What: Soho’s favourite, Kettner’s Townhouse is back, having been bought up by Soho House it now returns as restaurant, Champagne bar and 33 bedroom boutique hotel.

New? London has had a long love affair with Kettner’s, it was established back in 1867 by August Kettner rumoured to have been chef to Napoleon III, it was one of first restaurants to serve French food. Remaining open for 149 years, it closed its door in 2016. However, it’s next chapter began in January.

Where? A minute from Soho House’s Dean Street Townhouse, you’ll find Kettner’s Townhouse at 29 Romilly Street, Soho, London W1D 5HP www.kettnerstownhouse.com

On the Menu: Keeping the tradition of Kettner’s Townhouse, the restaurant will continue to serve French inspired menus.  On Sundays they serve a set menu, of bites on arrival, starters such as cured seabream and main courses of roast salmon en croute and beef Wellington. For pudding you’ll find pink grapefruit coupe, Ruinart champagne.  Visit on other days and dishes include: beef bourguignon with roasted shallots and pommes puree; truffle roast Banham chicken, with duxelles and Pommes Anna, and Crème brulee with Madagascan vanilla.

The Look: The dining room is delightful, it rather reminds me of being in a slightly chintzy sitting room mixed with a French restaurant. It’s a light, airy space, lined with mirrors and filled with trailing plants. Detailed plastering sits alongside clustered pendant lighting and patterned fabric chairs and banquettes.

What We Ate: We started with the bites which were substantial: mini Scotch eggs, gooey, caramelised French onion tart with anchovies and gruyere gougeres, which give Adam Handling’s cheese doughnuts a run for their money. Not sure what I’m talking about? Head to The Frog E1 or Frog by Adam Handling and prepare to eat one of the best things in London. We scooped up the remaining parmesan off the plate and sprinkled our brioche rolls with it.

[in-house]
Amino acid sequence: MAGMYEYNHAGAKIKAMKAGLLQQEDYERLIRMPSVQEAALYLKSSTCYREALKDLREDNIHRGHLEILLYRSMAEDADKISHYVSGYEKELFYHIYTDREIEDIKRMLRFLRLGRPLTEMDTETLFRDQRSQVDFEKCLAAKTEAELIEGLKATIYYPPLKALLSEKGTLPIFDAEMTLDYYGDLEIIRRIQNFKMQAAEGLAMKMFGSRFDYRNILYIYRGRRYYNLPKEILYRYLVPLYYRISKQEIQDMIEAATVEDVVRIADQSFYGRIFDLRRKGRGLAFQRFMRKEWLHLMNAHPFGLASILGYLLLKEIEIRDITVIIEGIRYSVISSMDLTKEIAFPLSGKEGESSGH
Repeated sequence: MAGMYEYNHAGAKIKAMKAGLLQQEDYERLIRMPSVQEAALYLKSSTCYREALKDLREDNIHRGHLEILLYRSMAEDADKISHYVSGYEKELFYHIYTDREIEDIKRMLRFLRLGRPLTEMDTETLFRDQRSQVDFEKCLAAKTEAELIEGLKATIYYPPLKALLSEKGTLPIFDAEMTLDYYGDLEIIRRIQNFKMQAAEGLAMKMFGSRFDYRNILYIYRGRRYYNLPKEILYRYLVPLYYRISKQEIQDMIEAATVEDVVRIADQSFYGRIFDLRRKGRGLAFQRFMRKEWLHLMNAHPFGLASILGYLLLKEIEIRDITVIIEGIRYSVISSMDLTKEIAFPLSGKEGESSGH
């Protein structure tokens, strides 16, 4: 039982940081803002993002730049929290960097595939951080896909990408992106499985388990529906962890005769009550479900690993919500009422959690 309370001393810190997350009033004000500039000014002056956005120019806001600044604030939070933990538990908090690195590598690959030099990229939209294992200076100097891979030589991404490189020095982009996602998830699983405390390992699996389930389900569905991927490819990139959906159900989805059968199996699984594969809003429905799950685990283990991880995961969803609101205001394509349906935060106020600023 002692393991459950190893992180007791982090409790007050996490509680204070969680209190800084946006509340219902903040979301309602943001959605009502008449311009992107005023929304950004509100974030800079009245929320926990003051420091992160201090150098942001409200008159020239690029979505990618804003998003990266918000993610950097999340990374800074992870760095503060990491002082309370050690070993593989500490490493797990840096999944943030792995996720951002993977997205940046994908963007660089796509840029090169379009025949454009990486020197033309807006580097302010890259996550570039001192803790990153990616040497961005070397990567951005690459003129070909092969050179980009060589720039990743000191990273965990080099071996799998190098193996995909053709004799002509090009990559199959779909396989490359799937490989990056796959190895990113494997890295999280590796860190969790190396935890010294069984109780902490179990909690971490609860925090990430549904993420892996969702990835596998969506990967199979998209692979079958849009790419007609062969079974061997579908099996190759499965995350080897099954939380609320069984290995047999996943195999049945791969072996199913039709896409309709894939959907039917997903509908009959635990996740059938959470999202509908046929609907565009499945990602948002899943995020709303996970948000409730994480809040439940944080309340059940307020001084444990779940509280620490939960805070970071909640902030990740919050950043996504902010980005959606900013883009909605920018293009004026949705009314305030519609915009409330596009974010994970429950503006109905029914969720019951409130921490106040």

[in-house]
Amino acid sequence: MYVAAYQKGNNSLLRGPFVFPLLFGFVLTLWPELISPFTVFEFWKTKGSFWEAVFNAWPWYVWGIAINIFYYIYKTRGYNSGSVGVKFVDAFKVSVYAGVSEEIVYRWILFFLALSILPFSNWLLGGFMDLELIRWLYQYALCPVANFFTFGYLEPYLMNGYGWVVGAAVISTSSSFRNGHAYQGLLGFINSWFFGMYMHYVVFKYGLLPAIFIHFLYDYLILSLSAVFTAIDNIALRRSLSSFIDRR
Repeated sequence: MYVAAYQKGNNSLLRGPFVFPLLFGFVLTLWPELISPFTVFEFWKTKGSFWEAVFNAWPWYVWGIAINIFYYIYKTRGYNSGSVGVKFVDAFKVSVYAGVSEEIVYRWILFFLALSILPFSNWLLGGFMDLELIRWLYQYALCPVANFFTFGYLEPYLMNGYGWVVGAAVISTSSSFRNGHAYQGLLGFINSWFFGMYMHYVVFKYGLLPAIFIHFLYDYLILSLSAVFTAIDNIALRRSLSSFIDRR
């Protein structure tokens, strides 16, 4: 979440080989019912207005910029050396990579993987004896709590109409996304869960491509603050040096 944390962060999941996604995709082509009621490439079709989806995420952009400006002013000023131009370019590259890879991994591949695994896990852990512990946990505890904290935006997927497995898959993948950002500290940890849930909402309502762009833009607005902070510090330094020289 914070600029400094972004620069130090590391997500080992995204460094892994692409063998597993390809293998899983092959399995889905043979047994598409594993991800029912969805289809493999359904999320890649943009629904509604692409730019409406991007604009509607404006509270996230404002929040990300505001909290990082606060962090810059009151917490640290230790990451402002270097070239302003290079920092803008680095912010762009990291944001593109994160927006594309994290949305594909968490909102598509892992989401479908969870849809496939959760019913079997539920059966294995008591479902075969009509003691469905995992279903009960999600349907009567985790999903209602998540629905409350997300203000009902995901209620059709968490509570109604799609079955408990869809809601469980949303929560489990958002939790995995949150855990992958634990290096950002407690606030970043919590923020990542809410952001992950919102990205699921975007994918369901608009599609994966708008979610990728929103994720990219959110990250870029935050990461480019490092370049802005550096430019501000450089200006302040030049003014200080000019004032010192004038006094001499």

This was followed by a beef tartare, with a golden egg yolk and topped with crunchy vegetable crisps. It was served with crispbread, but we had got a little bit excited with the brioche earlier so had to give these a miss if we were to make it to the main course. The main courses being the salmon en croute and beef wellington. The roast salmon en croute saw rich, buttery pastry wrap around a chunky slice of tender, flaky salmon which worked perfectly with a herb and leek veloute and served with roast potatoes, it was the comforting Sunday food you need on a rainy afternoon. The beef wellington was cooked perfectly, tender and full of flavour, the pastry soaking up the red wine jus, the potato puree didn’t quite match the roast potatoes. We couldn’t decide which we preferred, but both agreed we didn’t want to share more than a mouthful, it’s too good to give to someone else.

Almost defeated by the puddings, we waited some time until we (this time managing to) share a tarte bourdaloue which was neither here nor there and rounding off with a peppermint tea – how very wild of us.

What We Drank: Chasing away the Sunday blues we drank a bottle of Champagne Blanc de Noirs, Brut.

Go With: Take your friends or your parents, apart from maybe young children, it’s suitable for all. Besides from one table that was 30% lip filler and 20% awful baker boy hats that should have been left behind in the early 2000s, it had attracted the red corduroy, cashmere jumper wearing brigade. There were girls sporting 1920s turbans, men who probably partied at Kettner’s back in 1960 and those who most likely featured in the 1980’s Sloane Ranger Handbook.

Final Word: For £30, this is well worth the money. The staff is charming, the atmosphere is homely yet with a sense of occasion and the food is top notch. I would happily give up having a Sunday roast for that salmon en croute every week.

Like This? Try These: Sartoria, 45 Jermyn Street, Dean Street Townhouse

Kettner’s Townhouse: 29 Romilly Street, Soho, London W1D 5HP www.kettnerstownhouse.com

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